With Ruth Woldeselasie of UrbanRootsEco at the House of Lords
The women of the world today all dress alike. They are like so many loaves of bread. To be beautiful one must be unhurried. Personality is needed. There is too much sameness. The world seems to have only a desire for more of this sameness. To be different is to be alone. I do not like what is average. So I am alone.
Luisa Casati Stampa
I have been busy putting together my talk for 6th December, when I will don once again my academic hat and do a seminar presentation at SOAS, University of London, where I hold a non-teaching position as Research Associate of the Centre for Media Studies (everyone is welcome, by the way, details in the link above). I will be discussing my research on fashion in Indonesia, where I was last year for three months, and in particular, I will talk about fashion presentation, through shows and installations. I am a member of the NWFashion Conference forum which brings together scholars and professionals with the aim of exploring a wide variety of fashion systems throughout the world. It is important, I think, not to fall into the trap of believing that fashion is only relevant to the Western world and that there is no creative talent beyond the major fashion capitals (London, Paris, New York and Milan). It is also because of this commitment to divesting fashion of ethnocentrism that as a model I participate in shows and events which promote 'ethnic' designers, such as UrbanRootsEco, founded by Ethiopian designer and former model Ruth Woldeselasie and represented by London Ethnic. It is actually less than two weeks since I participated in the Fashion and Politics event organised by London Ethnic at the House of Lords, in Westmister and where I walked for UrbanRootsEco.
Fashion show at House of Lords, London Ethnic
And so it was that I discovered that designer Sebastian Gunawan, in tandem with his Italian designer wife Cristina Panarese, presented last week a 91 pieces couture collection for spring/summer 2017 (Gunawan does very limited ready-to-wear and was crowned Asian couturier in 2015).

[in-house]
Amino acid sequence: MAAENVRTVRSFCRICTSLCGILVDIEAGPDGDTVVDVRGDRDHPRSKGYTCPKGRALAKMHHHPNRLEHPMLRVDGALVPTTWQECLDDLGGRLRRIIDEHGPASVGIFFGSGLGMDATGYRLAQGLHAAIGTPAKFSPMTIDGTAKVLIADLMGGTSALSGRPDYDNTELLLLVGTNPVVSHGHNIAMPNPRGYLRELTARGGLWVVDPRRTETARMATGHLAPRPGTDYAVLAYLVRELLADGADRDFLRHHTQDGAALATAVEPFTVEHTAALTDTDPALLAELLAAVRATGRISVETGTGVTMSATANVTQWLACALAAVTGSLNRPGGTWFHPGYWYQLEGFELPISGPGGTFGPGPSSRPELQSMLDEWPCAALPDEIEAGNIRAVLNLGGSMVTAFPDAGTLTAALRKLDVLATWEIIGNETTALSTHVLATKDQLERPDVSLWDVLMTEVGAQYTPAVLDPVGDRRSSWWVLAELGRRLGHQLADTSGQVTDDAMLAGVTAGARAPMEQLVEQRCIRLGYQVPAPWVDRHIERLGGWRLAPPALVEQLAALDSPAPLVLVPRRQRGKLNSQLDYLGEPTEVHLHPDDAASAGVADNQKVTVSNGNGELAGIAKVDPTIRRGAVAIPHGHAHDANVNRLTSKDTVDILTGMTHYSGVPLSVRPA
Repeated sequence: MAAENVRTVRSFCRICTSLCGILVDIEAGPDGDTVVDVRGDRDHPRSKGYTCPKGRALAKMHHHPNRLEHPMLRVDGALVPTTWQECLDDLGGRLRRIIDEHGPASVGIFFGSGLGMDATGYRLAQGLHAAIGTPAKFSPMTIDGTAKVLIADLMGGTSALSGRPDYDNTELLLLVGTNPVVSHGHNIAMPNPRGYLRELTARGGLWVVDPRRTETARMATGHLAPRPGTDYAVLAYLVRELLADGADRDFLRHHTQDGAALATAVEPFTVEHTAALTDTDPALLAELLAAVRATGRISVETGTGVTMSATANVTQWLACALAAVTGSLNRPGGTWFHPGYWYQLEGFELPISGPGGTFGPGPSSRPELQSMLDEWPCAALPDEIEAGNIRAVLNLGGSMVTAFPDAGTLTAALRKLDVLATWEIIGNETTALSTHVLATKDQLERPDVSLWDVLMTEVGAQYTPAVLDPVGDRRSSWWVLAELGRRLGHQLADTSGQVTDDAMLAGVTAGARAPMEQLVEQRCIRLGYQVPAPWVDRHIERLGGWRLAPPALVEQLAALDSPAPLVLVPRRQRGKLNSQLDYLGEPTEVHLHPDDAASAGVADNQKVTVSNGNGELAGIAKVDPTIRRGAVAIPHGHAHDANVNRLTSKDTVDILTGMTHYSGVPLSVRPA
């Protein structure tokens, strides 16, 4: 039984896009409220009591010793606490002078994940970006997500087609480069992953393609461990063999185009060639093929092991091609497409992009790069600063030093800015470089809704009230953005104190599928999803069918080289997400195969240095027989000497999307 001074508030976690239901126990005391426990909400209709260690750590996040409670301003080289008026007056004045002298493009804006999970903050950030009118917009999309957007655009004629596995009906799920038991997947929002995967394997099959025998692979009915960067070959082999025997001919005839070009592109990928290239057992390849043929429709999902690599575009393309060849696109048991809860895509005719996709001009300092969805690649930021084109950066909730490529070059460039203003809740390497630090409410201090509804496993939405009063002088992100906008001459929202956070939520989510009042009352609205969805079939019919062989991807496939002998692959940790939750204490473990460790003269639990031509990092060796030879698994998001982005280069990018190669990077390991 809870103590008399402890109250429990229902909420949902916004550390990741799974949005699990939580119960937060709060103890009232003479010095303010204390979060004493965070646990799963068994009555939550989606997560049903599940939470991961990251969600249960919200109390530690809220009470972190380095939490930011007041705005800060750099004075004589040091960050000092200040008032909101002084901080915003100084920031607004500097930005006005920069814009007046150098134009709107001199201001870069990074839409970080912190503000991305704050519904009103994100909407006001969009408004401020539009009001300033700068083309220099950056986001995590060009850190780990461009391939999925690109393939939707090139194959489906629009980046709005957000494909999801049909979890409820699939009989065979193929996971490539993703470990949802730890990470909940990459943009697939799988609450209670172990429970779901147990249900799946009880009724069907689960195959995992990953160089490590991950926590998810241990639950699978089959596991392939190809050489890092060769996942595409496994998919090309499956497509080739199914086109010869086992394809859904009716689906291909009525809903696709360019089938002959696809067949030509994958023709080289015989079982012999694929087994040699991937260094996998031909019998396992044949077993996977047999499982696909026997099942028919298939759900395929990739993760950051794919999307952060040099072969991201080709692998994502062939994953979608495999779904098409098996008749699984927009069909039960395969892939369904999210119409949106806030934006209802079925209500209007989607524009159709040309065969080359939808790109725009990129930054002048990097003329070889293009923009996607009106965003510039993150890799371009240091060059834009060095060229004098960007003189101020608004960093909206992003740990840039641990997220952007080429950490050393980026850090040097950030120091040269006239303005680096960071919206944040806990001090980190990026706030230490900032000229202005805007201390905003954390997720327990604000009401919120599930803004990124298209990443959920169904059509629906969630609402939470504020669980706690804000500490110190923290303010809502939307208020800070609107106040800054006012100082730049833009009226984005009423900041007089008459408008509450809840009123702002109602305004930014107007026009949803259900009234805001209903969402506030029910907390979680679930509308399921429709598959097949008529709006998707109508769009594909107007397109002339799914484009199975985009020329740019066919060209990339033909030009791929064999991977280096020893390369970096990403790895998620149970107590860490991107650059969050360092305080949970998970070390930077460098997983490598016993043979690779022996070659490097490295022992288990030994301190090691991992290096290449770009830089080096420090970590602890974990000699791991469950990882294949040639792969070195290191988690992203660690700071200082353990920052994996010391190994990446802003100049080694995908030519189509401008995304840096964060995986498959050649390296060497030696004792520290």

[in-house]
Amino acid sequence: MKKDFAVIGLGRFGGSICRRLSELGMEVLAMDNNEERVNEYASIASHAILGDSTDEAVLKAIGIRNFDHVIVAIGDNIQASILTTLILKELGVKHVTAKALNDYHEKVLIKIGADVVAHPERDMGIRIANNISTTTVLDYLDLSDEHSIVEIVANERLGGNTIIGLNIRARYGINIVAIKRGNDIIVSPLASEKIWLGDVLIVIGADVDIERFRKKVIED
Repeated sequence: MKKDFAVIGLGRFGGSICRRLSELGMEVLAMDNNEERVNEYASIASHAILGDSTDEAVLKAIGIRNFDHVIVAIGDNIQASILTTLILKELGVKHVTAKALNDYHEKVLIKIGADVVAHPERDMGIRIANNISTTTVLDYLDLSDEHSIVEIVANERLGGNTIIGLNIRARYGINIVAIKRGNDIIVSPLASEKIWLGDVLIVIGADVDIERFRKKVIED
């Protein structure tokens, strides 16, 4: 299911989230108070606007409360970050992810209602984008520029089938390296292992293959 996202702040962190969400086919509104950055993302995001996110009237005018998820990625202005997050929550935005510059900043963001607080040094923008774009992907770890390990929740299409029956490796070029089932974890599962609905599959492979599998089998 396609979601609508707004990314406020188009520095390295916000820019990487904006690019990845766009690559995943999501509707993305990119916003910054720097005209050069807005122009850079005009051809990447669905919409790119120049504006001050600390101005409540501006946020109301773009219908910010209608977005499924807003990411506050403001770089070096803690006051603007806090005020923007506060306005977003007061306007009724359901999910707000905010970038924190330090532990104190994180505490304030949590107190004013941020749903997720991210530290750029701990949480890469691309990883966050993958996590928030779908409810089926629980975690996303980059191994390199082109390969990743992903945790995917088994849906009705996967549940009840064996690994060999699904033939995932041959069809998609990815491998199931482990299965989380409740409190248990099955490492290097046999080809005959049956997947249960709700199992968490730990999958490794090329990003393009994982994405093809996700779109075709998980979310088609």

The collection bore the title 'La Divina Marchesa' (amusingly translated by the JakartaGlobe as the Diving Marquise. Wrong gender and wrong meaning for 'divina' which is 'divine' in English but I do think that actually she did have a 'diving' approach to life). I am talking about Luisa Casati Stampa, an Italian marchioness who turned herself and her life into a work of art, muse to Salvador Dali, patron of the Ballet Russes and a whole host of artists, close friend of designers such as Poiret, whose clothes she wore. She was photographed by Adolph de Meyer and lived in Venice in a palace later acquired by Peggy Guggenheim and which currently houses the Guggenheim collection. Luisa Casati was immensely wealthy, one of the richest women in Europe at the start of the 20th century but she squandered her wealth to support her lavish lifestyle and to give generously as a patron - it is said she had debts of US $25 million when she died a pauper in London in 1957. She is buried at the Brompton cemetery, I will go and visit her grave one of these days.
|A portrait of Marchesa Casati by Jean de Gaigneron Photo: COLLEZIONE LUCILE AUDOUY|
Gunawan, like other designers before him, such as John Galliano in 1998, Tom Ford in 2004 and Karl Lagerfeld in 2010, to name only the most recent ones, were all enticed by this incredible woman, who continues to be a muse beyond the grave. That is not to say that Gunawan copied anyone. His collection is stunning, with delicate lace and beautiful silks. The clothes are well structured and are accompanied by jewellery designed by the inimitable Rinaldy Yunardi.
But it is not Gunawan's collection I wish to discuss here - you can see a video of his collection and read about it in the JakartaGlobe.
As I was reading up about Luisa Casati I came across a wonderful word which is not used much. This is 'quaintrelle', the female couterpart of 'dandy' but, as a quick Google search yielded, a lot more. A quaintrelle is
"a woman who emphasises a life of passion expressed through personal style, leisurely pastimes, charm, and cultivation of life’s pleasures."
I could live with that, in fact I can be that.
Luisa Casati, you are my spiritual mother! And though I may not walk about with a snake coiled around my neck, I have held snakes and found them quite enticing, only a little cold at the touch.